Chambers point out ambiguity in GST Bills
Assocham says non-inclusion of electricity will lead to significant economic distortions
Industry chambers met Revenue Secretary Hasmukh Adhia and pointed out certain loopholes in the draft model goods and services (GST) law and the constitution amendment Bill on the new indirect taxation regime such as ambiguity over exclusion of electricity from GST.
An Assocham delegation, comprising Anita Rastogi, partner Indirect Tax PricewaterhouseCoopers, pointed out that since entry 53 of List II of the Seventh Schedule of the Constitution of India has not been deleted by the constitution amendment Bill, there is no restrictive covenant under the Bill seeking to exclude levy of GST on electricity unlike in the case of alcohol, petroleum products. However, contrary to this, the Centre's view before the Rajya Sabha Select Committee on GST indicates that inclusion of electricity is not envisaged in GST.
The chamber said non-inclusion of electricity will lead to significant economic distortions. The delegation also said the petroleum industry will operate under hybrid tax regime and inability to claim GST credit due to temporary non-inclusion of five petro products could shore up costs. Similar would be the fate of alcohol industry.
Consequently, some thinking around zero rating or concessional taxation under existing law on the inputs for these industries is warranted, it said.
Further, input tax credit is not available for inputs or services utilised in the construction of immovable property. As such, tax paid on inputs or input services would become a cost for the builders, it said.
The chamber further said the proposed GST Council would provide a ‘mechanism’ to resolve disputes. The word mechanism connotes procedures. If there is an infraction between two constitutional bodies, whether jurisdictional issues in such situation currently covered under Article 131 will be subservient to mechanism adopted by the GST Council, it wondered.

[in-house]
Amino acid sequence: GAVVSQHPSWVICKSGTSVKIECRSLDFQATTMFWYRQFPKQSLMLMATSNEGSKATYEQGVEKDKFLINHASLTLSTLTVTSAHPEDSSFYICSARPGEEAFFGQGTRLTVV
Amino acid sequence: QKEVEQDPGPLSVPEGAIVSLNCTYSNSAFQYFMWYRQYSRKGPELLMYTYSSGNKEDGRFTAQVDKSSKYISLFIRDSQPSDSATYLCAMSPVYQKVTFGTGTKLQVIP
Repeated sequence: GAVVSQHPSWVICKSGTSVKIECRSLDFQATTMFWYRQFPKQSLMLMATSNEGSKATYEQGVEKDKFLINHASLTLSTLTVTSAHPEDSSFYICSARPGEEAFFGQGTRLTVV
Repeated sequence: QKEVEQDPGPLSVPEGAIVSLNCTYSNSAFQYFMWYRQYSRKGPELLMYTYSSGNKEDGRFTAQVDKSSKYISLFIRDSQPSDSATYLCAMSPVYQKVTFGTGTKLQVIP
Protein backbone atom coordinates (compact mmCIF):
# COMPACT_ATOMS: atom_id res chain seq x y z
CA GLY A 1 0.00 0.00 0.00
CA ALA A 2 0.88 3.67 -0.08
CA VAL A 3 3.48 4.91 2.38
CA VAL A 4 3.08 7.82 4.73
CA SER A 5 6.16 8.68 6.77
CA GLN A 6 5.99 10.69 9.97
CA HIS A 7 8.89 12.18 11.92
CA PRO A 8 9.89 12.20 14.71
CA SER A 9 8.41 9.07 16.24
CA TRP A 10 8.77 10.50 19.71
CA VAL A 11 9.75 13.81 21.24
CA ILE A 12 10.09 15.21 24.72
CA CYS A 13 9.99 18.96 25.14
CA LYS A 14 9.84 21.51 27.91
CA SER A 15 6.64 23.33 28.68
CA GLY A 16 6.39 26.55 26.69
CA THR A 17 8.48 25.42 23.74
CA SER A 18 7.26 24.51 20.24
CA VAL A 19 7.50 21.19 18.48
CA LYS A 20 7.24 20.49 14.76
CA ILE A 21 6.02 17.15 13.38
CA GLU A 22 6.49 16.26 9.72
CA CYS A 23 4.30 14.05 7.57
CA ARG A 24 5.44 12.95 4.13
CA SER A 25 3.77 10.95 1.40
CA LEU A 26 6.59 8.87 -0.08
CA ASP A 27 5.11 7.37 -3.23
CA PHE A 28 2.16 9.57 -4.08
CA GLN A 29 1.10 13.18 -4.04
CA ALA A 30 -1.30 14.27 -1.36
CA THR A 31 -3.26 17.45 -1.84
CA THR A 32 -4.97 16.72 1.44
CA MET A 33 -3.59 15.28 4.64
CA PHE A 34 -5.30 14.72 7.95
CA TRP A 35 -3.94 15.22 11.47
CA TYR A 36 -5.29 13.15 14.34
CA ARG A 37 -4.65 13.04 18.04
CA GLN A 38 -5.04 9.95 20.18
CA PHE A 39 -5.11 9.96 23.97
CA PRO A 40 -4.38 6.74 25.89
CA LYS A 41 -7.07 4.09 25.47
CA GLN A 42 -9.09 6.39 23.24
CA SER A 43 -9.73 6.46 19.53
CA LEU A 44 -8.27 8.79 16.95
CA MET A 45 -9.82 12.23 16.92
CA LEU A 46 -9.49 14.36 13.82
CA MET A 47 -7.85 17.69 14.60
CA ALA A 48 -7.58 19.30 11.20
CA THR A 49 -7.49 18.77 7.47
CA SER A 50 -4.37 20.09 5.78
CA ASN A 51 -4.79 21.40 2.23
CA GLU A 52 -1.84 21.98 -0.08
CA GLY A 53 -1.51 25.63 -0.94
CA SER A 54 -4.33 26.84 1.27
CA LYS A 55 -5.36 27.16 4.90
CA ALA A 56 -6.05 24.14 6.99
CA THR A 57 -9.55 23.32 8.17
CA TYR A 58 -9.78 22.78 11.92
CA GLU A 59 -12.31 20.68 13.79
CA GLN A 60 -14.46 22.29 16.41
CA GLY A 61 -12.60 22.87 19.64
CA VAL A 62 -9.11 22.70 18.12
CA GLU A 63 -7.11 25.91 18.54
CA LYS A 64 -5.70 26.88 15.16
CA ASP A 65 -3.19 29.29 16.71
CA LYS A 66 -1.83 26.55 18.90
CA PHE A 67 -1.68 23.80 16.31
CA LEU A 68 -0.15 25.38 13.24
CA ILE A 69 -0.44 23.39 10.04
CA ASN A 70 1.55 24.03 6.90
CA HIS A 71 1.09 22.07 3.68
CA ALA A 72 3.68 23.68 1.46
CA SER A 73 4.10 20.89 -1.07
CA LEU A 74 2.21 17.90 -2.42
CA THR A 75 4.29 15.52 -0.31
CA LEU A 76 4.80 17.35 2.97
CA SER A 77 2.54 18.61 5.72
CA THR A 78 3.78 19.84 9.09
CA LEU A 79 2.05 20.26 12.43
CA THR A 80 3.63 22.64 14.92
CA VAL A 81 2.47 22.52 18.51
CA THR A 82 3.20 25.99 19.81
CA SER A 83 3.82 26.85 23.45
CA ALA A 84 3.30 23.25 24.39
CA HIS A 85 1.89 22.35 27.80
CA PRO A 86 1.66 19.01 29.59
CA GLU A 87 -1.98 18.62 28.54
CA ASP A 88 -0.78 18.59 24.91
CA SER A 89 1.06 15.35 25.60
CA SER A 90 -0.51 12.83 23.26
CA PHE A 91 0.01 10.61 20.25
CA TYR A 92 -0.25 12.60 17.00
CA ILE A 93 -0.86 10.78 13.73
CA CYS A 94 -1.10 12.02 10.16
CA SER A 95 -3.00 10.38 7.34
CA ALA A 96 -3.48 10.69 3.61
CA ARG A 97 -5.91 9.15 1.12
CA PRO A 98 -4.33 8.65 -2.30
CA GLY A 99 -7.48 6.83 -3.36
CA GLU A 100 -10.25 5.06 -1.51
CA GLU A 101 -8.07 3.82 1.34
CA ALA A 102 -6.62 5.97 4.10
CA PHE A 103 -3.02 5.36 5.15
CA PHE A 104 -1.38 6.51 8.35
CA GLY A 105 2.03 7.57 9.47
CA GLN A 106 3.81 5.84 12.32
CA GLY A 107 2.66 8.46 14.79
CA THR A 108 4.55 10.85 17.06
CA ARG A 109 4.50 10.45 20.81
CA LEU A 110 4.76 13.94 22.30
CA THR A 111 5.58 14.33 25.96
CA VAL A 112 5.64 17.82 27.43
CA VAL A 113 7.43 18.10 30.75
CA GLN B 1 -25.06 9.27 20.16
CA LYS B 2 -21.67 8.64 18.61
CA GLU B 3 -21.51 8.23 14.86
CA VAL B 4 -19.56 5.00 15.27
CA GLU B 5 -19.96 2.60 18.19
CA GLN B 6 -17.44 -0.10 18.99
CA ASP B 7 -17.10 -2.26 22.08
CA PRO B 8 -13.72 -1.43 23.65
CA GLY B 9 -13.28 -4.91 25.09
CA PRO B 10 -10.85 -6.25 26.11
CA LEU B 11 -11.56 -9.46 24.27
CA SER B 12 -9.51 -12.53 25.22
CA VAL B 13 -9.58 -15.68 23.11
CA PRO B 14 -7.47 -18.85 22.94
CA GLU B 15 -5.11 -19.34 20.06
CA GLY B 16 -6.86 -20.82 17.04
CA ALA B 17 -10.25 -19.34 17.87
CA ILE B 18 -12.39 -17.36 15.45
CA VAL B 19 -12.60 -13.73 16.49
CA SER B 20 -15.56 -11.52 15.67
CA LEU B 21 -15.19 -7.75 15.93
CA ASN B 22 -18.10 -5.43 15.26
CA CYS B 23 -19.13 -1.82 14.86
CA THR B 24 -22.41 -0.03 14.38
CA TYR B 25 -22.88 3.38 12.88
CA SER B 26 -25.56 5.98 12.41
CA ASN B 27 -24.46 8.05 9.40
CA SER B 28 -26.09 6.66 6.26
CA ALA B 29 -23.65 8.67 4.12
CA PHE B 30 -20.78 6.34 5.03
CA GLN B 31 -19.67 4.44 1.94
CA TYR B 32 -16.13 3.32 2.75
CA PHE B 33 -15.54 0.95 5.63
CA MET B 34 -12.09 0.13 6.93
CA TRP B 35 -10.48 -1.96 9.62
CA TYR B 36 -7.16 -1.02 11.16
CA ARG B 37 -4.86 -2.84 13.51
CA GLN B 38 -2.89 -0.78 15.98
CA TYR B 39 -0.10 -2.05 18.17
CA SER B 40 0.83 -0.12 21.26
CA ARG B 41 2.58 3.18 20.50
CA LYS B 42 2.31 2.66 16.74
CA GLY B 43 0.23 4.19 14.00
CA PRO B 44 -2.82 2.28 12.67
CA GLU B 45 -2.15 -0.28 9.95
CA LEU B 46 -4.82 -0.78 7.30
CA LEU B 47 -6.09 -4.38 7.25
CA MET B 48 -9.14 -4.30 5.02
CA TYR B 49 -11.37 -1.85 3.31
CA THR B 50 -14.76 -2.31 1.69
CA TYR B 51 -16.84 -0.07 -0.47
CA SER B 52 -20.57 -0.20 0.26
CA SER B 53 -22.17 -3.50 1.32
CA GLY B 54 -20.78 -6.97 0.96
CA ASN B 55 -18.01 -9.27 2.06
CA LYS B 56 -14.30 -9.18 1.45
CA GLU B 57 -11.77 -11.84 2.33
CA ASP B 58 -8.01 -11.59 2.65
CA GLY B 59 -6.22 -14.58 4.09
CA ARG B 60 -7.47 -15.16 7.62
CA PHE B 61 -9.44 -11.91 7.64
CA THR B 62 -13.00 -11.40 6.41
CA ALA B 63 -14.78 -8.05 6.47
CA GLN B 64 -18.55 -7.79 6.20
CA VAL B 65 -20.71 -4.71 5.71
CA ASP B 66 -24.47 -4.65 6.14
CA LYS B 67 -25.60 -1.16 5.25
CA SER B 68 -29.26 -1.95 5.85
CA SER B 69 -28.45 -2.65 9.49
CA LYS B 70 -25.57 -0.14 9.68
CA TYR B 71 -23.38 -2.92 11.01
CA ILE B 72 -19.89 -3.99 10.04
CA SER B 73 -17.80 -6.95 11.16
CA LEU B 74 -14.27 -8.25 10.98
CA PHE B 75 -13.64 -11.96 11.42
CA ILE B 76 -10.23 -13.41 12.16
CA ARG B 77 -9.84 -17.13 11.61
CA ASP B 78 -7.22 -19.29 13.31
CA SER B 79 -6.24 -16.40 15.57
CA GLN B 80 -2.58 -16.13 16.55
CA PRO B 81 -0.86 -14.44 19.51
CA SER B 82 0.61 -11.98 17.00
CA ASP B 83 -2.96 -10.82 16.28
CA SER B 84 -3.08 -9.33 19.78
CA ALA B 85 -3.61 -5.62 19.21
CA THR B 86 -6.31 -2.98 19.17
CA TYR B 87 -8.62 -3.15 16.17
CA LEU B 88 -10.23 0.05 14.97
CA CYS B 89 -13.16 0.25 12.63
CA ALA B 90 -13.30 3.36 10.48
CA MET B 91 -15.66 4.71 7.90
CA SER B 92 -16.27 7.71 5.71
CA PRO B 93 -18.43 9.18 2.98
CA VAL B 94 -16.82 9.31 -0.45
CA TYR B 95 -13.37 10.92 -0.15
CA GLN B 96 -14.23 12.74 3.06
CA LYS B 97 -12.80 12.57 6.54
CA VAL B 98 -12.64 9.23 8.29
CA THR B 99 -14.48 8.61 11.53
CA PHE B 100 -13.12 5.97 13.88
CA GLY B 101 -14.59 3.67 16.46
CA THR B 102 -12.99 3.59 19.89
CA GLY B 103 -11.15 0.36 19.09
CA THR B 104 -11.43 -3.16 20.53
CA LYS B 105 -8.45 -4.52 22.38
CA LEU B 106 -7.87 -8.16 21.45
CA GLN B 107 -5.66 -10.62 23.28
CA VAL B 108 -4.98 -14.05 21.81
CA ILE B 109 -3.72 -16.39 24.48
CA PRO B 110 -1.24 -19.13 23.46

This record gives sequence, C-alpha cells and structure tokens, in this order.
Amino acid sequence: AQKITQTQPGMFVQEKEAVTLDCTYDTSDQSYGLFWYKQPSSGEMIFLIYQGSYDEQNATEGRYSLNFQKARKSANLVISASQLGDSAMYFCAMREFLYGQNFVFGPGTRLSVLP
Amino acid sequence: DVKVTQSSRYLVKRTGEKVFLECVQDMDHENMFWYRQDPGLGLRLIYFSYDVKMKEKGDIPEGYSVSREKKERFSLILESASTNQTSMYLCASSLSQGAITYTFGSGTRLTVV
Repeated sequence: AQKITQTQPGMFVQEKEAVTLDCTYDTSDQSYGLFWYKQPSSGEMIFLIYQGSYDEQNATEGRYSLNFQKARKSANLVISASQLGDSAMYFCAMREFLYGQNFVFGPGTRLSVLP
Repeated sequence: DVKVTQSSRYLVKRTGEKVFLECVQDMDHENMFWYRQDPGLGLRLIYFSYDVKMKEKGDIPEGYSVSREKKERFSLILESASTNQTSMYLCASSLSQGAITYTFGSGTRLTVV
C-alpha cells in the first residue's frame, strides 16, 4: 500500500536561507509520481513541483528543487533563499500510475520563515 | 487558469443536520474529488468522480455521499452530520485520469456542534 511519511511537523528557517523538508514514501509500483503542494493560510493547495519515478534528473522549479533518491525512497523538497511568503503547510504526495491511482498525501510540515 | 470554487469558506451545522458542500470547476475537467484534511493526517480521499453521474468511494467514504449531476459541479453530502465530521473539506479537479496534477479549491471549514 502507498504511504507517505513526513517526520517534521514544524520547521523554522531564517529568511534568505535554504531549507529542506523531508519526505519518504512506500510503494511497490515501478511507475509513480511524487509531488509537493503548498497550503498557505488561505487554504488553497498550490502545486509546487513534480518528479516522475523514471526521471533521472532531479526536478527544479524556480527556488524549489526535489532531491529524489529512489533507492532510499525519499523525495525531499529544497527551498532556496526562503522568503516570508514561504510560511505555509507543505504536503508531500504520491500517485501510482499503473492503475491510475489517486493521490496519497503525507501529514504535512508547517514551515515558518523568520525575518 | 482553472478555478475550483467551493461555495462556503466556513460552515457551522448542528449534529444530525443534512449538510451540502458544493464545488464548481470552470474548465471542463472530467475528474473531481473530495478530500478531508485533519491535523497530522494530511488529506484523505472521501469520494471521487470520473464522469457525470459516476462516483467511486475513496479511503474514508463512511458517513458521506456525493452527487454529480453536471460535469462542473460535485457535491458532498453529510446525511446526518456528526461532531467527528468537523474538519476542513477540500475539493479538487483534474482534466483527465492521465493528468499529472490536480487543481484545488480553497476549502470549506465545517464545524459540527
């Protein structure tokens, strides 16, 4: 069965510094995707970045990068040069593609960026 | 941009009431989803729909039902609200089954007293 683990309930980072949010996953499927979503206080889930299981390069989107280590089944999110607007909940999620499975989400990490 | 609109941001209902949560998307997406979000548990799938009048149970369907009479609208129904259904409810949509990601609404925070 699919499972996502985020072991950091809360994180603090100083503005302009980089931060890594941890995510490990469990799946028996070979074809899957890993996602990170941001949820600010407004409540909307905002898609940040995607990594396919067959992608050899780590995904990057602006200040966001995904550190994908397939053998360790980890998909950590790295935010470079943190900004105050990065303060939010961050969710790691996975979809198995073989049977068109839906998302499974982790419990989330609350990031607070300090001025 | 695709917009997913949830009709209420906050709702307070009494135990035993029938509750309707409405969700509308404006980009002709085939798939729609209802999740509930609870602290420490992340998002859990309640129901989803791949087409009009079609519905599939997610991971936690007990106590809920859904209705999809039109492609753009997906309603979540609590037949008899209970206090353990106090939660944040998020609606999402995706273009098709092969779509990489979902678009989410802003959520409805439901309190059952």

Also, the entry 92A and 92B of List I of the Seventh Schedule of the Constitution dealing with taxes on inter-state trade is retained. Moreover, the Central Sales Tax Act, 1956 has not been repealed. Thus, it appears that the Centre continues to have the power to levy CST on inter-State sales.
"Is it an oversight?" the chamber asked. CST currently imposed at the rate of two per cent in inter-state sale of goods is expected to go once GST is rolled out.
Ficci raised the issues of dual administrative control vested with both the Centre and states through discretionary powers given to the tax authorities, provisions relating to mandatory pre-deposit for filing appeals, restrictions imposed on availing input tax credit, and potential of probable disputes due to separate valuation mechanism prescribed for related party transactions.
Ficci requested the secretary that provisions which might lead to unwarranted disputes in future might be given a re-look before finalising the law.
Adhia has been meeting various stakeholders over draft model GST law, which has been put in the public domain.
Separately, Indian Cellular Association urged the government to retain the duty differential between imported products and domestic ones.
It said there was an approximate 200 per cent growth in mobile handset manufacturing activity in India in value terms during 2015-16 over 2014-15 due to the differential. "Over 35 new mobile handset manufacturing plants have so far been established generating employment for approx. 50,000 people directly and 90,000 indirectly," the association said.
Business Standard, New Delhi, 20 August 2016